The Beginning of Sorrows by Walter E Mark (The Sixth World of Men: Book 3)

The Avengers are loose. Do they have anything to do with the prophecy concerning the twelfth? On the brink of the twelfth, a few dream dreams. What do they mean? Do the dreams hold the key to the prophesied crisis? The reactions seen with in the sixth world of men are varied. Some believe the prophecy, while others reject it as folly. Some whisper about conspiracies. Do they know something? What will really happen on the twelfth? Is there a way to avoid it? Is there really a crisis to avoid? The people of Kosundo will soon know the answers. The twelfth of Setmi is upon them…

Walter E Mark’s third novel in this hybrid fantasy/science-fiction series expands further upon the previous two books, introducing us to lots of new characters, as well as continuing the stories of our old friend Agap, and the antagonist Neaotomo, who with his single-minded pursuit of power, and the help of a mysterious, guiding presence will stop at nothing to achieve his goals. These two characters still dominate the central plot although they appear to a far lesser degree in this book.

Agap has always been an interesting character due to the inner conflict he faces over his faith, and its opposition to his sole drive to better mankind with technology. The story places a lot of emphasis on faith and the advancement of technology, and how these opposed views influence the tale.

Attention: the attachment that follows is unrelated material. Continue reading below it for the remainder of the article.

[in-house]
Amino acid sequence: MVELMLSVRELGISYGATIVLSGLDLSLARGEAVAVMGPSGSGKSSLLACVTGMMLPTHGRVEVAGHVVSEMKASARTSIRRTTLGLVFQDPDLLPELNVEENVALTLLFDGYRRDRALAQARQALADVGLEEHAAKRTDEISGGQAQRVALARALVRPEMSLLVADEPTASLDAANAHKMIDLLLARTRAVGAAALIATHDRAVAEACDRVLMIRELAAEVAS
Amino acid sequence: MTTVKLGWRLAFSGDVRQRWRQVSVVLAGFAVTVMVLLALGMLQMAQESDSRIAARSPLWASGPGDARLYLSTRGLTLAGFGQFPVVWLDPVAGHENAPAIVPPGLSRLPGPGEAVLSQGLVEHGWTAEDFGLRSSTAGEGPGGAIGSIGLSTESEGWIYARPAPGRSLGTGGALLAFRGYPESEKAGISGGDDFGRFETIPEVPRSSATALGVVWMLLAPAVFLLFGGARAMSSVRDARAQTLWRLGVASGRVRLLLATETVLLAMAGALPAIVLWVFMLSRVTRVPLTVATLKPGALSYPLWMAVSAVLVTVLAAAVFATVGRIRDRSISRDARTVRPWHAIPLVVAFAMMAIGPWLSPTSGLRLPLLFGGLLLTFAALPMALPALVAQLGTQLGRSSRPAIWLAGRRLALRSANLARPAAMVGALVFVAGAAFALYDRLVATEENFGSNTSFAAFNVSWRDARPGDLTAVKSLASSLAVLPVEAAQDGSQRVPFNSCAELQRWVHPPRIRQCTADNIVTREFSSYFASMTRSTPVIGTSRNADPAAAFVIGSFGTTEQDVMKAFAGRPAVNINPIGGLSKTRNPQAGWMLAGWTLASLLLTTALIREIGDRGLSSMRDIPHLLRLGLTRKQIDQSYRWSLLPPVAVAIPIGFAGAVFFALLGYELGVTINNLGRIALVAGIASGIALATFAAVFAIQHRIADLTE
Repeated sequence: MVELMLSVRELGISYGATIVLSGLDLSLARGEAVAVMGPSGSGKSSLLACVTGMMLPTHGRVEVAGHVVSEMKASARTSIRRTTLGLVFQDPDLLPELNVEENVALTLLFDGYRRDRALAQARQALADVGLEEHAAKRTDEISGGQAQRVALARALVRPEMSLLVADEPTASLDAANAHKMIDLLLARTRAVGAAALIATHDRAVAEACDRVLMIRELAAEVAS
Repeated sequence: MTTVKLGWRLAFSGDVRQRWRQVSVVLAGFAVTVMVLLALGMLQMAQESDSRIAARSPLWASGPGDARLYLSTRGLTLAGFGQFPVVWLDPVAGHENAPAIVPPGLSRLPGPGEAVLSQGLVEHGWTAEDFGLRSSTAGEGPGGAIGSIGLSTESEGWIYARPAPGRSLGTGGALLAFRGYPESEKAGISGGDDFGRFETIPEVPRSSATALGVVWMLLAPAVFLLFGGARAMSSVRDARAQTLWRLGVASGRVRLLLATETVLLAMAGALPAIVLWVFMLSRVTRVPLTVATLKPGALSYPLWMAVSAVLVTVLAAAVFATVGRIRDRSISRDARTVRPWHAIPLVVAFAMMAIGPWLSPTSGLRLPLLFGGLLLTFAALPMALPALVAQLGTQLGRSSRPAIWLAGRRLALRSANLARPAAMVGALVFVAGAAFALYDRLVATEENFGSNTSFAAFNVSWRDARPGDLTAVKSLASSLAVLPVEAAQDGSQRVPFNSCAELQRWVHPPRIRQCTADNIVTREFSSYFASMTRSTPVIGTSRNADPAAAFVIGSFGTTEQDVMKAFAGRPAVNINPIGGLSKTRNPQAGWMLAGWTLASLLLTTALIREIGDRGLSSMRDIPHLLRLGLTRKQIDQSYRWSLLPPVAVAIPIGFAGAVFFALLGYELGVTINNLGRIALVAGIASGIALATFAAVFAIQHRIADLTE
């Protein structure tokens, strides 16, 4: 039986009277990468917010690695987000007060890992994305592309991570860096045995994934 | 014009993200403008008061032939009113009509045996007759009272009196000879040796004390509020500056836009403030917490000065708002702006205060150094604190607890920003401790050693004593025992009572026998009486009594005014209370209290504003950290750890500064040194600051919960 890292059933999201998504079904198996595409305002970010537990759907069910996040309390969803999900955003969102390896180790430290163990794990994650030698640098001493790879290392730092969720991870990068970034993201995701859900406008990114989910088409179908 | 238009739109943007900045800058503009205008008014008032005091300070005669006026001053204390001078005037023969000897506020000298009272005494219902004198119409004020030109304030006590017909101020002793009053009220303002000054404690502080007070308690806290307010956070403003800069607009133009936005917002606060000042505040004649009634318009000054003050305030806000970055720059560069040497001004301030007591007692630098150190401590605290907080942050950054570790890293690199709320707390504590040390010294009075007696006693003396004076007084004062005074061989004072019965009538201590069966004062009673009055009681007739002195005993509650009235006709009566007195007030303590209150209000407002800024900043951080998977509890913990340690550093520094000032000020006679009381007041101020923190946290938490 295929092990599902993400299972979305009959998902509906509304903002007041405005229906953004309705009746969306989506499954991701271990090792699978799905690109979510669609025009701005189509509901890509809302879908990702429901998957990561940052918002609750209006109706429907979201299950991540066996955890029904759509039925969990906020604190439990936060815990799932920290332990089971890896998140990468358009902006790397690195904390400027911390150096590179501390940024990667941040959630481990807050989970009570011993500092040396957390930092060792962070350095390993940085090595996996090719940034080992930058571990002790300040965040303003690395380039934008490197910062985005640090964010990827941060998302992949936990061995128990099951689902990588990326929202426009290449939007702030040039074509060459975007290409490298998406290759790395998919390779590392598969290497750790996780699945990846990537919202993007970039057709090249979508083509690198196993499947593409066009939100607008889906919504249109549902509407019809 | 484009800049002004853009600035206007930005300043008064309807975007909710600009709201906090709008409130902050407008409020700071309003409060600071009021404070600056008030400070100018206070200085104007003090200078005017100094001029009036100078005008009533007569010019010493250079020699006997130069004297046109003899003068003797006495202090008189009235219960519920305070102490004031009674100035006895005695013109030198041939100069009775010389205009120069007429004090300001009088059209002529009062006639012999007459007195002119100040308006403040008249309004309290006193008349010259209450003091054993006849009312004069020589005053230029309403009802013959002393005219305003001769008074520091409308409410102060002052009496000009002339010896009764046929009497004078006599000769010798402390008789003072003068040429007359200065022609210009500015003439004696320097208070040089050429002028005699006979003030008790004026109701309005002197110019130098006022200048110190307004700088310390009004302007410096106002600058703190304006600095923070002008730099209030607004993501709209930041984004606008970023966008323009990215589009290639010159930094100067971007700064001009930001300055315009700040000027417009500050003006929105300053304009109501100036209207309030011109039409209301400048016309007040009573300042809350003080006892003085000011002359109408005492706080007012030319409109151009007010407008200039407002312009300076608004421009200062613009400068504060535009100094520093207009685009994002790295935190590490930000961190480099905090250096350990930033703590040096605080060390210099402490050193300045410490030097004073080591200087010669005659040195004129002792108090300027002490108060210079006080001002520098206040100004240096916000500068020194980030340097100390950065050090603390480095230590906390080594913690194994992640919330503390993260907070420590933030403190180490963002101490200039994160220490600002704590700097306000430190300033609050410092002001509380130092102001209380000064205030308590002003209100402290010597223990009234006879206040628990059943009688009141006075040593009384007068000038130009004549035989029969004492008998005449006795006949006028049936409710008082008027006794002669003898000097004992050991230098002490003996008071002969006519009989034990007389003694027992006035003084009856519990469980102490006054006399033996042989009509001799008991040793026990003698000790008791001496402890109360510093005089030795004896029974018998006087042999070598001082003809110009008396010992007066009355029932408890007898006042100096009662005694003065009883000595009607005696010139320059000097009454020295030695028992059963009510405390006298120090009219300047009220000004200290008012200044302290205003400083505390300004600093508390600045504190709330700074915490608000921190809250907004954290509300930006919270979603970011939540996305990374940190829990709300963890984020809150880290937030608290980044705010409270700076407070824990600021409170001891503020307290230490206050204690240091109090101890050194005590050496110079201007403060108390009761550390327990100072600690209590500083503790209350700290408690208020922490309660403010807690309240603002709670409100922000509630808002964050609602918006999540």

The strong pre-occupation with time again prevails, and the Sixth World’s catastrophic events continue to unfold at a breathless pace, as The Avengers approach Kosundo, bringing destruction to the world. This central plot brings an immediacy and excitement to the storyline and delivers a sense of urgency to the proceedings.

In this book, one of Mark’s key abilities is the way he runs numerous characters and arcs alongside each other, without confusing the reader. The story doesn’t suffer as a result of all the parallel arcs as they come together in a way reminiscent to techniques used by writers such as Martin and Erikson. This is achieved with Mark’s easy, uncluttered approach to storytelling. His style doesn’t bog the reader down with heavy exposition or narrative, but instead forces the plot along at a relaxed, immersive pace.

With all the different threads combining, a more layered exploration of the Sixth World of Men is developed and a deeper world building and character development follows. Mark creates a stronger, more vivid and complete world, in which his story unfolds, bringing the first trilogy successfully to a conclusion. However, it is an ending which leaves countless questions unanswered and a need for future resolution, but it does bring a sense that something profound has changed.

I have enjoyed this trilogy and was often reminded of Asimov’s Foundation books. I would recommend these books to anyone interested in fantasy or science-fiction.

9/10 I would recommend these books to anyone interested in fantasy or science-fiction.

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